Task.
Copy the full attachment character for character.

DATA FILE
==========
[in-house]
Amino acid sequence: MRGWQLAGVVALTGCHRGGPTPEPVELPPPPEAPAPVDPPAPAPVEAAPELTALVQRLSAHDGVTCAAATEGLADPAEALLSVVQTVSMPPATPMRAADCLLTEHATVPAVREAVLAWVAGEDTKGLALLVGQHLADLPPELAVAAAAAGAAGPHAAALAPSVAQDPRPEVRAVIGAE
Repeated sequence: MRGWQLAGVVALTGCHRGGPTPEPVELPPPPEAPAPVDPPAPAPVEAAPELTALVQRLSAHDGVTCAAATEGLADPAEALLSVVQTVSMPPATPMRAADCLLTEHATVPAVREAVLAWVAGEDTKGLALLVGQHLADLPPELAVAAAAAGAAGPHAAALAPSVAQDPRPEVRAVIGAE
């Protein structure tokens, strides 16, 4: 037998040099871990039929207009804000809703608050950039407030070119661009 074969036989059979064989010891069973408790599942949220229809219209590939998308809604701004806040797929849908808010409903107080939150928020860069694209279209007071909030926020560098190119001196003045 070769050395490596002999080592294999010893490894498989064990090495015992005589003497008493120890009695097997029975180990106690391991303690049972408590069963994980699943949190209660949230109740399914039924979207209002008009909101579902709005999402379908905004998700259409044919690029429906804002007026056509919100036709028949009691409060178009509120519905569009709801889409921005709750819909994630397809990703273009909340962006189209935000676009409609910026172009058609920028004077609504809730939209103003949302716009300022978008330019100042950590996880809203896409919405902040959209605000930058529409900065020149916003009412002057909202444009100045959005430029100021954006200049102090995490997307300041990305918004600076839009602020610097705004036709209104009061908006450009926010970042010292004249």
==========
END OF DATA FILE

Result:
[in-house]
Amino acid sequence: MRGWQLAGVVALTGCHRGGPTPEPVELPPPPEAPAPVDPPAPAPVEAAPELTALVQRLSAHDGVTCAAATEGLADPAEALLSVVQTVSMPPATPMRAADCLLTEHATVPAVREAVLAWVAGEDTKGLALLVGQHLADLPPELAVAAAAAGAAGPHAAALAPSVAQDPRPEVRAVIGAE
Repeated sequence: MRGWQLAGVVALTGCHRGGPTPEPVELPPPPEAPAPVDPPAPAPVEAAPELTALVQRLSAHDGVTCAAATEGLADPAEALLSVVQTVSMPPATPMRAADCLLTEHATVPAVREAVLAWVAGEDTKGLALLVGQHLADLPPELAVAAAAAGAAGPHAAALAPSVAQDPRPEVRAVIGAE
């Protein structure tokens, strides 16, 4: 037998040099871990039929207009804000809703608050950039407030070119661009 074969036989059979064989010891069973408790599942949220229809219209590939998308809604701004806040797929849908808010409903107080939150928020860069694209279209007071909030926020560098190119001196003045 070769050395490596002999080592294999010893490894498989064990090495015992005589003497008493120890009695097997029975180990106690391991303690049972408590069963994980699943949190209660949230109740399914039924979207209002008009909101579902709005999402379908905004998700259409044919690029429906804002007026056509919100036709028949009691409060178009509120519905569009709801889409921005709750819909994630397809990703273009909340962006189209935000676009409609910026172009058609920028004077609504809730939209103003949302716009300022978008330019100042950590996880809203896409919405902040959209605000930058529409900065020149916003009412002057909202444009100045959005430029100021954006200049102090995490997307300041990305918004600076839009602020610097705004036709209104009061908006450009926010970042010292004249």